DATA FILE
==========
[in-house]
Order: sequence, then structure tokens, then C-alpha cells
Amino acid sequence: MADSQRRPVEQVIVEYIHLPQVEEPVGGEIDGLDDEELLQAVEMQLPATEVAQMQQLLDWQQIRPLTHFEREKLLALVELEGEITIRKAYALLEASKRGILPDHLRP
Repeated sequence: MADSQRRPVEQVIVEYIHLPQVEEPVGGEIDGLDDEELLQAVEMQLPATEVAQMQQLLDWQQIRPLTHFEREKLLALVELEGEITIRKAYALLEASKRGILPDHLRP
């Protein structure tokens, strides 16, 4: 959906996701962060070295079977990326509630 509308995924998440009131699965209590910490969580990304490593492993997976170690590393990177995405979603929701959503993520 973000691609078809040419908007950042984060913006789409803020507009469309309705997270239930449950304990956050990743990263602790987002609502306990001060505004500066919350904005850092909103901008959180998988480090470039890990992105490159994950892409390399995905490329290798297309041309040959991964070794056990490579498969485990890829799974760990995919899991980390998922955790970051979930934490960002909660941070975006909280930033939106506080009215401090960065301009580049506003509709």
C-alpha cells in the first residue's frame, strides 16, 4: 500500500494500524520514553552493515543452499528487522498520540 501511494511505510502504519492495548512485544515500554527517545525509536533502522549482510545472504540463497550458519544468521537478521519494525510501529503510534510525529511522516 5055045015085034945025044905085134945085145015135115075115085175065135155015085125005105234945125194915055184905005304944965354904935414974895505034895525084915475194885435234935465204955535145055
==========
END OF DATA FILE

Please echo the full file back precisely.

[in-house]
Order: sequence, then structure tokens, then C-alpha cells
Amino acid sequence: MADSQRRPVEQVIVEYIHLPQVEEPVGGEIDGLDDEELLQAVEMQLPATEVAQMQQLLDWQQIRPLTHFEREKLLALVELEGEITIRKAYALLEASKRGILPDHLRP
Repeated sequence: MADSQRRPVEQVIVEYIHLPQVEEPVGGEIDGLDDEELLQAVEMQLPATEVAQMQQLLDWQQIRPLTHFEREKLLALVELEGEITIRKAYALLEASKRGILPDHLRP
């Protein structure tokens, strides 16, 4: 959906996701962060070295079977990326509630 509308995924998440009131699965209590910490969580990304490593492993997976170690590393990177995405979603929701959503993520 973000691609078809040419908007950042984060913006789409803020507009469309309705997270239930449950304990956050990743990263602790987002609502306990001060505004500066919350904005850092909103901008959180998988480090470039890990992105490159994950892409390399995905490329290798297309041309040959991964070794056990490579498969485990890829799974760990995919899991980390998922955790970051979930934490960002909660941070975006909280930033939106506080009215401090960065301009580049506003509709």
C-alpha cells in the first residue's frame, strides 16, 4: 500500500494500524520514553552493515543452499528487522498520540 501511494511505510502504519492495548512485544515500554527517545525509536533502522549482510545472504540463497550458519544468521537478521519494525510501529503510534510525529511522516 5055045015085034945025044905085134945085145015135115075115085175065135155015085125005105234945125194915055184905005304944965354904935414974895505034895525084915475194885435234935465204955535145055